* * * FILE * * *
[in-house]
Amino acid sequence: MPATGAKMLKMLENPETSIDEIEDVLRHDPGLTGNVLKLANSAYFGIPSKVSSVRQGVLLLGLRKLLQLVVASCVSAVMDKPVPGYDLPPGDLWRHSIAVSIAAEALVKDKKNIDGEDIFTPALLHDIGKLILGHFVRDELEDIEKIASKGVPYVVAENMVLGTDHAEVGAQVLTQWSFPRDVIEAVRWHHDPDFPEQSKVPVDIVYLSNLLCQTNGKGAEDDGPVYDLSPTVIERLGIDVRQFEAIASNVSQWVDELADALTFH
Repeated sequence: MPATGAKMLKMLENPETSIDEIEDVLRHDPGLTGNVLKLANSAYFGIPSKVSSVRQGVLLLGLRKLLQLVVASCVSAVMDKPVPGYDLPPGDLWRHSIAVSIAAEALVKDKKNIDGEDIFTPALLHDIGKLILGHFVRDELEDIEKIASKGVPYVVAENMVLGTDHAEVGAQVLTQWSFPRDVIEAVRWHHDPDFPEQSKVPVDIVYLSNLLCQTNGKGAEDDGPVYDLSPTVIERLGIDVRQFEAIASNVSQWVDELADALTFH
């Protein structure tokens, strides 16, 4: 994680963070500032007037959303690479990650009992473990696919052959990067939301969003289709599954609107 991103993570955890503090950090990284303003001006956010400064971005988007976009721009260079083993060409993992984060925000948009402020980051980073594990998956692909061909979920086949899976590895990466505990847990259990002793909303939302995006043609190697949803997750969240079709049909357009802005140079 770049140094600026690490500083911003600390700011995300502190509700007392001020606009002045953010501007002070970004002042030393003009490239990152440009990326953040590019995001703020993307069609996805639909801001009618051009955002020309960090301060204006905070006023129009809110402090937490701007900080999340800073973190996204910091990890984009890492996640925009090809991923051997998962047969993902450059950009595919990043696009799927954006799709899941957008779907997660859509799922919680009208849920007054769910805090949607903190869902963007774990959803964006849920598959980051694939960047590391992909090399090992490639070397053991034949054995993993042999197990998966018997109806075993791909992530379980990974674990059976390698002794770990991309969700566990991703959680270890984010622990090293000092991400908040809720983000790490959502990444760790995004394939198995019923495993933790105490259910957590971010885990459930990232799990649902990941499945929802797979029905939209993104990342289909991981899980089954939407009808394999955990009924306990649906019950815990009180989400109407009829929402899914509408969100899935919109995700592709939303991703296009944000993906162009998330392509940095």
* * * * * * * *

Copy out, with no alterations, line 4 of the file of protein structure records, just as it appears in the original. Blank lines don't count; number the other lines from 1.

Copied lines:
């Protein structure tokens, strides 16, 4: 994680963070500032007037959303690479990650009992473990696919052959990067939301969003289709599954609107 991103993570955890503090950090990284303003001006956010400064971005988007976009721009260079083993060409993992984060925000948009402020980051980073594990998956692909061909979920086949899976590895990466505990847990259990002793909303939302995006043609190697949803997750969240079709049909357009802005140079 770049140094600026690490500083911003600390700011995300502190509700007392001020606009002045953010501007002070970004002042030393003009490239990152440009990326953040590019995001703020993307069609996805639909801001009618051009955002020309960090301060204006905070006023129009809110402090937490701007900080999340800073973190996204910091990890984009890492996640925009090809991923051997998962047969993902450059950009595919990043696009799927954006799709899941957008779907997660859509799922919680009208849920007054769910805090949607903190869902963007774990959803964006849920598959980051694939960047590391992909090399090992490639070397053991034949054995993993042999197990998966018997109806075993791909992530379980990974674990059976390698002794770990991309969700566990991703959680270890984010622990090293000092991400908040809720983000790490959502990444760790995004394939198995019923495993933790105490259910957590971010885990459930990232799990649902990941499945929802797979029905939209993104990342289909991981899980089954939407009808394999955990009924306990649906019950815990009180989400109407009829929402899914509408969100899935919109995700592709939303991703296009944000993906162009998330392509940095």